Paul Evans was born October 13, 1984, to Mary and Jacob Evans in Flint, Michigan. Paul was an only child, given to bouts of solitude and brooding from the age of two. He was shy and found it hard to make friends, though when he did, they were usually friends for life.
Paul was an average student, who put forth little effort in school except in classes where he worked with his hands like Shop and Woodworking, where he displayed real talent. His innate sense of aesthetics, particularly for natural elements such as woods or metals, helped him excel in those classes.
When Paul was twelve, his parents divorced. Within a year, his mother found she simply couldn't support herself and her son because his father never made a single child support payment.
After much soul-searching, Mary sent Paul to live with her parents, John and Carlotta Randall, who lived in Yocona, Mississippi. Paul didn't want to leave his mom because he felt she needed him, but he knew she was trying to do the right thing.
His grandmother, Carlotta, was a warm and caring woman, who supported Paul in his artwork. His grandfather, John, had a strong work ethic, which he enforced with Paul. From John, Paul learned that, if you wanted something, you had to work for it and that pursuing frivolous things in life would only make you weak.
His grandfather was a carpenter with his own business, and he took Paul in as an apprentice while he was still in high school. After Paul graduated, he worked for John full time.
When his grandparents passed away within months of each other in 2011, Paul discovered they had left the business to him. Unfortunately, Paul had no head for business and could only generate enough work to support one employee — himself — and he had to let the others go. Paul spent more time creating his artwork than on the business and resigned himself to the fact that he would never be a big success in most people's eyes.
In 2013, he got together with some other Oxford wood-turners and rented space at the County Arts and Crafts Fair. Paul and the other turners each displayed a selection of the wooden bowls, candlesticks, and other items they had created.
At the fair, Paul met a woman, Angela Wilder, who assured him he had great promise as an artist. She encouraged him to do as many pieces as he could and promised that, when he had enough, she would help him put on his own showing. Though it took him almost a year to create enough of a body of work for an entire showing, he did reach his goal.
At the 2014 County Arts and Crafts Fair, Paul again rented space, this time with Angela Wilder's help, and showed exclusively his own works. This first showing was not a financial success, but it did open some doors for him and encouraged him to continue.
Another thing happened at the fair that year, which was even perhaps more significant than the bolstering of his burgeoning career. He met a young professor, Kimberly Pace, and was taken with her from the moment they met. She had all of the qualities that he lacked: she was social, easygoing, funny, and articulate. She also had a real appreciation for artistic works including his. They started dating shortly afterward.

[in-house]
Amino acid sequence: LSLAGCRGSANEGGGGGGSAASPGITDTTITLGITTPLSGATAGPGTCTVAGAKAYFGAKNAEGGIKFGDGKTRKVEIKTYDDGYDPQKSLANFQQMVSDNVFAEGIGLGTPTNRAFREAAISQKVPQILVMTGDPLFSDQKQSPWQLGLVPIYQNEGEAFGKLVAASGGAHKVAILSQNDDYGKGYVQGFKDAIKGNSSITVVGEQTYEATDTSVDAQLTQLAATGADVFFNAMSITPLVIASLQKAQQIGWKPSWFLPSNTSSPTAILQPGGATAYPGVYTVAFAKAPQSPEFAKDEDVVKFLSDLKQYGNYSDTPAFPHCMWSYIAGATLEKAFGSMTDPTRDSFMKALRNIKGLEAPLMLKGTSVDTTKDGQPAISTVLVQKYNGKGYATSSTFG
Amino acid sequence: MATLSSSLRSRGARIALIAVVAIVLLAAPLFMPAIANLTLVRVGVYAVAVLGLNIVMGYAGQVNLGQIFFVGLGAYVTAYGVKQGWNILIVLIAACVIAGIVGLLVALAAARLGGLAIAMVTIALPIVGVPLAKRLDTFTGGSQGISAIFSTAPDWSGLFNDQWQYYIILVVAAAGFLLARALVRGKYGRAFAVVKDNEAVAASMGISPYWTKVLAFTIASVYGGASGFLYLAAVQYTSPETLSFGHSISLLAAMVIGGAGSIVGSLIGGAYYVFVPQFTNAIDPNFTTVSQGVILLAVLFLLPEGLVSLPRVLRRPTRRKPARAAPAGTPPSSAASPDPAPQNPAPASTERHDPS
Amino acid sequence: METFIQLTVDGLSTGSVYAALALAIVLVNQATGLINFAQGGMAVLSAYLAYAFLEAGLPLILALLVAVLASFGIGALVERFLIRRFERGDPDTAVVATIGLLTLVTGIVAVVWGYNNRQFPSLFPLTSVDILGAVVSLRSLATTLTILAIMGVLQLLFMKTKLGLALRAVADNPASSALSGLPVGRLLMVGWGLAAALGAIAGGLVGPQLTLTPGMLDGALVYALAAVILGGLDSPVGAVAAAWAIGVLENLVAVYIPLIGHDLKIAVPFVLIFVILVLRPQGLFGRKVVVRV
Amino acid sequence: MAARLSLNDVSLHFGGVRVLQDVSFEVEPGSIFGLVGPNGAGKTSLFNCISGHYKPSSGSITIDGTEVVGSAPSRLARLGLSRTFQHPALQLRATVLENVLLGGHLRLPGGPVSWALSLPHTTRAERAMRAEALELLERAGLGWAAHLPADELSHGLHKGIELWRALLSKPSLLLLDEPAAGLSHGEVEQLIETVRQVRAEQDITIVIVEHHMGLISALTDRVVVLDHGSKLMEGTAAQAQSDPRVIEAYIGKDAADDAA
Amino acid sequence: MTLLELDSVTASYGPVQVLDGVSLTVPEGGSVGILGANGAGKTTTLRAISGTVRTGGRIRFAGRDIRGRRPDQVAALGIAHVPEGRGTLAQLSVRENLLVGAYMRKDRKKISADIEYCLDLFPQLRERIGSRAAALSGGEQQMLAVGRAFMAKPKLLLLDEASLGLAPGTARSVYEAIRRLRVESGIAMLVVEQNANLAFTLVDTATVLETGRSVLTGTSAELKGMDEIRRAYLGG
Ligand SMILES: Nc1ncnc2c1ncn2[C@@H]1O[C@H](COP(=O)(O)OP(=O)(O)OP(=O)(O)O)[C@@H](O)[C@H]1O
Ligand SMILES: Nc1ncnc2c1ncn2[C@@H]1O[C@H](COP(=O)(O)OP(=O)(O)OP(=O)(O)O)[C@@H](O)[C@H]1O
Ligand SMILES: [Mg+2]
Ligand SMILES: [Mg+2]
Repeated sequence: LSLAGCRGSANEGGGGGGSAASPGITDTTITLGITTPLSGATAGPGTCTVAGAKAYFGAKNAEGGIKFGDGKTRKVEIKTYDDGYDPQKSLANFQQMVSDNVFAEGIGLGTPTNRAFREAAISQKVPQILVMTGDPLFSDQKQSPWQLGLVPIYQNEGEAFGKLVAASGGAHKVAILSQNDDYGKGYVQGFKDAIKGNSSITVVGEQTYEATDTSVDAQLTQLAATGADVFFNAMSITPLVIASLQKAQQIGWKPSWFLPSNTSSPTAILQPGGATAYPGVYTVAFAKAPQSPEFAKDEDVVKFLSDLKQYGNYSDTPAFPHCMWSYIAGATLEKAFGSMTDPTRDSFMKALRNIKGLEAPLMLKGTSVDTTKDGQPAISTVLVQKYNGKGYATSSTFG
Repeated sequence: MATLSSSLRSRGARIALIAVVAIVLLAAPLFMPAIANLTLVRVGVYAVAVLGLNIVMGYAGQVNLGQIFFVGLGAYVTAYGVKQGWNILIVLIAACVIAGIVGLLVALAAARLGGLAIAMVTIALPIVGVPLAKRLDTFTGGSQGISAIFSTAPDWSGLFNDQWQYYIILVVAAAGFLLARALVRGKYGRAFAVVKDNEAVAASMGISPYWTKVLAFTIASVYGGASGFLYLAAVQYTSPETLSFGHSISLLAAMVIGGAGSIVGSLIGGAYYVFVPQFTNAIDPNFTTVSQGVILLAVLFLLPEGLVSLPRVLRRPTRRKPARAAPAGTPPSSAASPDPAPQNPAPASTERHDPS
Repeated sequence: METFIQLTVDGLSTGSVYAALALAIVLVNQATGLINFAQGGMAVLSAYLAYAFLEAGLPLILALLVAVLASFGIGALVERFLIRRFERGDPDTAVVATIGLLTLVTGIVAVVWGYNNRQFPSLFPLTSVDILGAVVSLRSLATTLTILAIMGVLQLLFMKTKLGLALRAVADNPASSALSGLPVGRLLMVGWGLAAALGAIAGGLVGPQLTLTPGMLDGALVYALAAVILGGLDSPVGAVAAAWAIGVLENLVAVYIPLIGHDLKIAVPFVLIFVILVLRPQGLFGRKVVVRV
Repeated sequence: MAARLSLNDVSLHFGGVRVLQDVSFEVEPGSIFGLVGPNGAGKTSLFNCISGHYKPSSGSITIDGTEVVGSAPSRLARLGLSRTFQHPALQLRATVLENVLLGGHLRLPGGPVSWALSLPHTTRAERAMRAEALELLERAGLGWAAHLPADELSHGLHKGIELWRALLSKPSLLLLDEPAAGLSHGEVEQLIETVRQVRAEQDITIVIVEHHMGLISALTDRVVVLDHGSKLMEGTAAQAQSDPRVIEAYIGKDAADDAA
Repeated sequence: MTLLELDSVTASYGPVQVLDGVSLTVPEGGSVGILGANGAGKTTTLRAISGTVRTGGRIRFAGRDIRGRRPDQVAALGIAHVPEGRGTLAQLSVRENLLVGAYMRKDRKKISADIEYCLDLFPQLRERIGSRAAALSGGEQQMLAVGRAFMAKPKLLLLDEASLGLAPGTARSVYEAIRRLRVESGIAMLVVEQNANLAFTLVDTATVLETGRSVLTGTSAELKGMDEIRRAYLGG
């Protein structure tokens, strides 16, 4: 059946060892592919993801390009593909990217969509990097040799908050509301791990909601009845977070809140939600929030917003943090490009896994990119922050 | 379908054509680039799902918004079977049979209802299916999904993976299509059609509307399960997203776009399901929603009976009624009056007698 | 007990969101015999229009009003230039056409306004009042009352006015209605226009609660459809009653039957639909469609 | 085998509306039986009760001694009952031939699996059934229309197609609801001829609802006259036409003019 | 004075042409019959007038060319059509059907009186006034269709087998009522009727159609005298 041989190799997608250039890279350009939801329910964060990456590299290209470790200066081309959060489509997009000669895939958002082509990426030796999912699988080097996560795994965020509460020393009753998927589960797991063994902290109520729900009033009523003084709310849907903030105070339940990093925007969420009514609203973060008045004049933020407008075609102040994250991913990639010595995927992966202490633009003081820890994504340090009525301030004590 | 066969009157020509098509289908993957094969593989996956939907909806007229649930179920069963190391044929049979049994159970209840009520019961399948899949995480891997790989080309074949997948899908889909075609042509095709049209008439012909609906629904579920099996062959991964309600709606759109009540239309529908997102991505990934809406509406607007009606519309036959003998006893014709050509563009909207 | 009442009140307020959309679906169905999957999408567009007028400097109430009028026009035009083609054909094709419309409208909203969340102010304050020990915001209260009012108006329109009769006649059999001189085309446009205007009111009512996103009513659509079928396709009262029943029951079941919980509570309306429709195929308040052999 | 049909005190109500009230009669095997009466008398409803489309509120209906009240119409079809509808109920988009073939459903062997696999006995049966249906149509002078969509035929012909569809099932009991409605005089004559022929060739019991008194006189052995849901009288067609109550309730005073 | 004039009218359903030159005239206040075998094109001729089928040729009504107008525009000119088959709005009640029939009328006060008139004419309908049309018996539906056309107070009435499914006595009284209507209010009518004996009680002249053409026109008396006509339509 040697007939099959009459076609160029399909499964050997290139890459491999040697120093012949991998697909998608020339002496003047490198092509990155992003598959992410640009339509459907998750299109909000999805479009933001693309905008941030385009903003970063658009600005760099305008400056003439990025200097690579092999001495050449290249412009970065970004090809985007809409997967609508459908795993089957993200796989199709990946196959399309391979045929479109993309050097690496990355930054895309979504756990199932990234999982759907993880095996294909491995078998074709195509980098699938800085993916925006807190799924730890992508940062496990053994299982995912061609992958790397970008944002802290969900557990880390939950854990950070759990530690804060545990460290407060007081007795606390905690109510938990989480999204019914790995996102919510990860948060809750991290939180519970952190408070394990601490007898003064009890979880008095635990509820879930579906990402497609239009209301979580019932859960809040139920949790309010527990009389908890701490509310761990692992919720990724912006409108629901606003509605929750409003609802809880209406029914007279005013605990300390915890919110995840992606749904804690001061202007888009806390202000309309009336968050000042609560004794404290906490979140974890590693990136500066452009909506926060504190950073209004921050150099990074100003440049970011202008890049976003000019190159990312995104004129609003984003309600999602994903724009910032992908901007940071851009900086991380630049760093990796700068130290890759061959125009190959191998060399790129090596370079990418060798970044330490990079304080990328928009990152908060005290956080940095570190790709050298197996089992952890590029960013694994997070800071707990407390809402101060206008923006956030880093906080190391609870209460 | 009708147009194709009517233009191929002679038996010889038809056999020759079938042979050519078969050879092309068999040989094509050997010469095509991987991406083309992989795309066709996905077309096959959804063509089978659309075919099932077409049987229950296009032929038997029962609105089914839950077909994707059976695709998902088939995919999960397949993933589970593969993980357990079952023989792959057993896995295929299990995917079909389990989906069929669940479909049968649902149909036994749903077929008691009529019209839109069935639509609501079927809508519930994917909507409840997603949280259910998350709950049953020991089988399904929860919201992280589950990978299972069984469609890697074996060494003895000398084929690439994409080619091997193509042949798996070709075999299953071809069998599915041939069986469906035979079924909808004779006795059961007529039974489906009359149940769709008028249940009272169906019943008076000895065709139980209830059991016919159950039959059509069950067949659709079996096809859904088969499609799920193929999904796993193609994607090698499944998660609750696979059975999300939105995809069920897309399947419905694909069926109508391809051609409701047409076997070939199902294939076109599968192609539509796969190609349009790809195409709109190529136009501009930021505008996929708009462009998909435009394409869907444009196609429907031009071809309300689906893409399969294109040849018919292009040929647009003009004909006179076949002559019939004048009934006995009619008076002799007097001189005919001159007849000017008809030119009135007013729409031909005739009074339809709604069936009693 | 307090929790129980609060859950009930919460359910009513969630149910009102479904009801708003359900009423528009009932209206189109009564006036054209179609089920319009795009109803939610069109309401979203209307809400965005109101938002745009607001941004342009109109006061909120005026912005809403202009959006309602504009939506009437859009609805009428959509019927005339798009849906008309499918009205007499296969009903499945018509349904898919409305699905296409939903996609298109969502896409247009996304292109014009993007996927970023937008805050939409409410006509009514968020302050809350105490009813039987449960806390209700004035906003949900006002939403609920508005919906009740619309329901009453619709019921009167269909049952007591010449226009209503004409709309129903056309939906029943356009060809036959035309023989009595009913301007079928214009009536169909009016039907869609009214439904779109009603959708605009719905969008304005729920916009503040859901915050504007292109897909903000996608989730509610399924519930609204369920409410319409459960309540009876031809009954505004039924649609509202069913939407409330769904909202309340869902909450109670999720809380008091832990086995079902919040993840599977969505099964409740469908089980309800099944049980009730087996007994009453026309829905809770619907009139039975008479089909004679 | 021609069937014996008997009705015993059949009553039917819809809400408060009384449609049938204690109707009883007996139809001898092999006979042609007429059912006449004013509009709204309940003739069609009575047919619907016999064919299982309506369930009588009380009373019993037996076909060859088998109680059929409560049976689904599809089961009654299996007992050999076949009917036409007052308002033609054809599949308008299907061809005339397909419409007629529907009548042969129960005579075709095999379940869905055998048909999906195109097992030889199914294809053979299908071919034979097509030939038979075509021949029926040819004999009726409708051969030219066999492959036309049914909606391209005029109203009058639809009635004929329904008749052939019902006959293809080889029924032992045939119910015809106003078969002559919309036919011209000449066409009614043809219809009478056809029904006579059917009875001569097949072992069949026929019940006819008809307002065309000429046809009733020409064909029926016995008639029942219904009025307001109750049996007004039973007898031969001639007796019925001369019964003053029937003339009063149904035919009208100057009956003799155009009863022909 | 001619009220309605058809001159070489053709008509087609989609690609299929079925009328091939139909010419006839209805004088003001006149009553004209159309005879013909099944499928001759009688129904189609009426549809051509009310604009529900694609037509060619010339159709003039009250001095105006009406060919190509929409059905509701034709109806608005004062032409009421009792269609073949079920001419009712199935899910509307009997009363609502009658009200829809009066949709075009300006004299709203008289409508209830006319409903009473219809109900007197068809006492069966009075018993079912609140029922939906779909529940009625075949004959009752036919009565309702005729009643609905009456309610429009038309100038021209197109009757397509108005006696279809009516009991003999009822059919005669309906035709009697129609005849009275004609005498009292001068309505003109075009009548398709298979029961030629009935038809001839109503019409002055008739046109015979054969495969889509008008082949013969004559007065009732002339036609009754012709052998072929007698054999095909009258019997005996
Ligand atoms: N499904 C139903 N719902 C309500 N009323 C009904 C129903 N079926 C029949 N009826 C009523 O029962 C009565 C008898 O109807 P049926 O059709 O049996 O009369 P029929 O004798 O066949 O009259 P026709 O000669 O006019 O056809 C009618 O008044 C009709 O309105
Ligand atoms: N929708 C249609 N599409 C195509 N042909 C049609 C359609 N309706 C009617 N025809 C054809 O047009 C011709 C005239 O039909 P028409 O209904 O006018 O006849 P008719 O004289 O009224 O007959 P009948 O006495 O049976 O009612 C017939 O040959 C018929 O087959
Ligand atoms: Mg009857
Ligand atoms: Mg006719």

In early 2015, Paul moved in with Kimberly in her home in Oxford. Though the couple felt a deep passion for one another, their relationship was often rocky, primarily because of Paul's jealousies and insecurities. He didn't like her attachments to her students and felt threatened by their lofty discussions. To him, things were either black or white, and he couldn't understand what all the debate was about.
Paul and Kimberly broke up several times throughout their relationship but always got back together. Whenever they split up, Paul never believed they would stay separated because he felt their relationship was Fate. Kimberly was his butterfly, and he was her rock.
When her mother became ill, Kimberly leaned on him, not any of her students or egotistical friends. Even though Paul was not an animal lover, he tolerated Kimberly's obsession with her pets. He also developed a close relationship with Kimberly's younger sister, Becky, who he always thought of as his own little sister.
In addition to his carpentry work and his woodworking endeavors, Paul enjoys tinkering with mechanical things, including old motorcycles. He currently has an old Honda, which he rebuilt himself from a broken-down hunk of junk. Still his favorite mode of transportation, Paul's motorcycle has replaced the aging Ford Escort he used to drive, which was undependable and often broke down.
In his spare time, Paul also enjoys running, swimming, and other individual sports.